Take the 2-minute tour ×
MathOverflow is a question and answer site for professional mathematicians. It's 100% free, no registration required.

I'm trying to understand the term "conformal compactification" which is often used in physics. I reckon that most places take this to mean a (sometimes specific) compact conformal completion. That is, a conformal compactification of a manifold $M$ is a compactification $\tilde{M}$ in which all conformal transformations defined locally extend globally. Firstly, is this correct?

Now for my main question. Obviously not all compactifications are conformal compactifications (take the Alexandroff compactification of Minkowski space for example). But what about the other direction? Are all conformal completions compact? I can't think of a counterexample, but then my intuition about conformal completions is pretty shaky. I hoped that some combination of Liouville's theorem and perhaps the Hopf-Rinow theorem would help, but I'm not sure it does.

Finally how unique are conformal compactifications? I'd like to think that for any manifold there's only one conformal compactification of the same dimension, given by the usual Penrose construction. But I can't find any references to help me start to get some intuition.

If anyone has any hints or suggestions for good literature I'd be very pleased to hear them! Many thanks!

share|improve this question
    
You should be aware that physicists often use math words in a context where they do not strictly apply. For example, a "conformal compactification" of $M$ might not be a compactification of $M$, as the inclusion $M\hookrightarrow \overline M$ might not be dense. –  André Henriques Apr 13 '13 at 18:02
    
@Andre - thanks for this. Have you got an explicit example, because it seems that all the ones I know are compact! –  Edward Hughes Apr 13 '13 at 19:13
    
I was thinking specifically of manifolds with Minkowskian metric, so maybe that's not what you care about most. –  André Henriques Apr 14 '13 at 23:14

1 Answer 1

up vote 6 down vote accepted

For Lorentzian manifolds, the conformal completion need not be compact. A typical example is the universal covering of the $d$-dimensional anti-de Sitter space-time (the maximally symmetric solution of the vacuum Einstein equations with negative cosmological constant) - its conformal boundary is diffeomorphic to $\mathbb{R}\times\mathbb{S}^{d-2}$.

Several examples of conformal completions of different space-times (i.e. time oriented Lorentzian manifolds) such as above can be found in Chapter 5 of S. W. Hawking and G. F. R. Ellis, "The Large Scale Structure of Space-Time" (Cambridge, 1973). As for the uniqueness of the procedure of conformal completion, there is of course (at least) the freedom to multiply the metric in the conformal completion by a positive smooth function thereof. There is an extensive discussion on the ambiguities in the definition of a conformal completion by Robert Geroch in F. P. Esposito and L. Witten (eds.), "The Asymptotic Structure of Space-Time" (Plenum, 1977), pp. 1-105. The book "General Relativity" by R. M. Wald (Chicago University Press, 1984) also discusses conformal completions to some length in Chapter 11.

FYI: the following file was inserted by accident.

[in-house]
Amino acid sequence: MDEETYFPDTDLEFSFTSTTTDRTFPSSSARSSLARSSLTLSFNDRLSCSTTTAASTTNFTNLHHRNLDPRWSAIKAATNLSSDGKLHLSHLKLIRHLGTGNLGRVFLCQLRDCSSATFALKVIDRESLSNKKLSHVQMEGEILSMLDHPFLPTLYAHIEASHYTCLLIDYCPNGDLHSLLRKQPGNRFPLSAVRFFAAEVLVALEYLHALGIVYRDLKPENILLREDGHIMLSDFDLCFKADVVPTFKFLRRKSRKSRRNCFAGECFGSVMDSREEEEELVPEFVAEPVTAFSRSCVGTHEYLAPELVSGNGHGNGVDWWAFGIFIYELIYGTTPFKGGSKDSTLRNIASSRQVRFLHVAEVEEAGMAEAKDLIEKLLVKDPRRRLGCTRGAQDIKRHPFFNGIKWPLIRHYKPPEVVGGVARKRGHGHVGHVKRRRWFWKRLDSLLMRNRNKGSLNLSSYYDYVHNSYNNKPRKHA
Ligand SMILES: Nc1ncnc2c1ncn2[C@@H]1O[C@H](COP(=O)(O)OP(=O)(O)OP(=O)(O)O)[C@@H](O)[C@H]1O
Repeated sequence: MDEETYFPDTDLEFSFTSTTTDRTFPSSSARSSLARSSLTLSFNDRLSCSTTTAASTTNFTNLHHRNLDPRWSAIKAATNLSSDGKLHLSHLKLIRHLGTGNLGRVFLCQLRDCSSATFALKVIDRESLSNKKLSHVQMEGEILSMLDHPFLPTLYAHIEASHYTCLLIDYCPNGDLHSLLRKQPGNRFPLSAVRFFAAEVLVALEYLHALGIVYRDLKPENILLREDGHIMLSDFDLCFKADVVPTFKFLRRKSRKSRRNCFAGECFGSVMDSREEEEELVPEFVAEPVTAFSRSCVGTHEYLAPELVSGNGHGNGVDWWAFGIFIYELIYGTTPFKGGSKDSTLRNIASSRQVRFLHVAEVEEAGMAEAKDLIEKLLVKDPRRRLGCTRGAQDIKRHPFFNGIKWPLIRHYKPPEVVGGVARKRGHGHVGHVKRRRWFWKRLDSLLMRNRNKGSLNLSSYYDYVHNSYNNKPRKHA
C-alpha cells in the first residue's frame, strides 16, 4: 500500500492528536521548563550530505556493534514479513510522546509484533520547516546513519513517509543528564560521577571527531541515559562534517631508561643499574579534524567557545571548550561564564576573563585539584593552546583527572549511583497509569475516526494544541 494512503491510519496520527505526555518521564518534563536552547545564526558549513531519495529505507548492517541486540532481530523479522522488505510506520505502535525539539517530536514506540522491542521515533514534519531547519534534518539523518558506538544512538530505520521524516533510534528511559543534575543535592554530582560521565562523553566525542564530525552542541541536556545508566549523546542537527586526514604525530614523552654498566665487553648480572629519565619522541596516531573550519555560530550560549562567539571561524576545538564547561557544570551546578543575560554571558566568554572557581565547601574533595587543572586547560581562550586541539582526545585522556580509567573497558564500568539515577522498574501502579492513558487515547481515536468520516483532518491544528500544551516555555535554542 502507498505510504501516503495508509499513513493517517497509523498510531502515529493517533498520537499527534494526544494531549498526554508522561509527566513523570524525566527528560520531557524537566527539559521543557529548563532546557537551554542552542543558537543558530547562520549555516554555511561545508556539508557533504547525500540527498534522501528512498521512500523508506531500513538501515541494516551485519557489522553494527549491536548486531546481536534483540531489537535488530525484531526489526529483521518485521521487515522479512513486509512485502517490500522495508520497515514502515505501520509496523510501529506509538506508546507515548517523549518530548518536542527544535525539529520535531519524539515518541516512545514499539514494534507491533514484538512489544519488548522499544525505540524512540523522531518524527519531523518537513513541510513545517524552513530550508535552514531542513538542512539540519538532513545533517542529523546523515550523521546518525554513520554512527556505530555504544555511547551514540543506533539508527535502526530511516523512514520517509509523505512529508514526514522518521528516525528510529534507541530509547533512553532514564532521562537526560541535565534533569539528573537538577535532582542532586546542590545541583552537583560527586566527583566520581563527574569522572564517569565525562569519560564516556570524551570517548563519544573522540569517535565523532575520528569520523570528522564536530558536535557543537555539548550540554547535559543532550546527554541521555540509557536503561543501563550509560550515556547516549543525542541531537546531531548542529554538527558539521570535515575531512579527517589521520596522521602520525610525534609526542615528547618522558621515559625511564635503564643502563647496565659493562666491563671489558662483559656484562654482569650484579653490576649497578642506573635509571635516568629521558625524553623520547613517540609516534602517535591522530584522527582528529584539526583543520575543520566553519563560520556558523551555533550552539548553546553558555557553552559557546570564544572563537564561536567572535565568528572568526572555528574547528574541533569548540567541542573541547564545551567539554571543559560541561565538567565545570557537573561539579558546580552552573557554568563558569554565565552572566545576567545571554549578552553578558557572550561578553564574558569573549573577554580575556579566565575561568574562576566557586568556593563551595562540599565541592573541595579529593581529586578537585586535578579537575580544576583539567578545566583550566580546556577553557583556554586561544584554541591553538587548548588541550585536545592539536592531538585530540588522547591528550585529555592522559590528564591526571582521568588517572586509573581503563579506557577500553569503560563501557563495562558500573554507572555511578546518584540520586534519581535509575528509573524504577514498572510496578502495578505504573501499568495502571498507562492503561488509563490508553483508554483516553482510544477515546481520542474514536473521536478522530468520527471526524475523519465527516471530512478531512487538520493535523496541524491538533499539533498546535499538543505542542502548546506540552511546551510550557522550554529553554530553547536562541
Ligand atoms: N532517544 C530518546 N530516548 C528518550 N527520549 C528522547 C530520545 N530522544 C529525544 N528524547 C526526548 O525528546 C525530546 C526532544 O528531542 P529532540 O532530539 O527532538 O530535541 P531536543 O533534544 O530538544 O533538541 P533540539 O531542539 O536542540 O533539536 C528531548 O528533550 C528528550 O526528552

share|improve this answer
    
Thanks - that's extremely useful! –  Edward Hughes Apr 13 '13 at 20:43
    
Just out of interest - do you know who invented the term conformal compactification, and why they didn't just call it conformal completion? Many thanks! –  Edward Hughes Apr 14 '13 at 8:57
    
@Edward, for that you probably need to check out some early papers by Roger Penrose. –  Igor Khavkine Apr 14 '13 at 9:59
    
As mentioned by Igor, the terminology was introduced by Penrose in the particular case of Minkowski space-time ("Asymptotic Properties of Fields and Space-Times", Phys. Rev. Lett. 10 (1963) 66-68). When developing the procedure in detail ("Zero Rest-Mass Field Including Gravitation: Asymptotic Behavior", Proc. Roy. Soc. London A284 (1965) 159-203), he was already aware that compactness of the conformal completion was a rather special property of Minkowski space-time. However, the name stuck to many physicists because of the convenience of the conformal representation of Minkowski space-time. –  Pedro Lauridsen Ribeiro Apr 15 '13 at 3:42

Your Answer

 
discard

By posting your answer, you agree to the privacy policy and terms of service.

Not the answer you're looking for? Browse other questions tagged or ask your own question.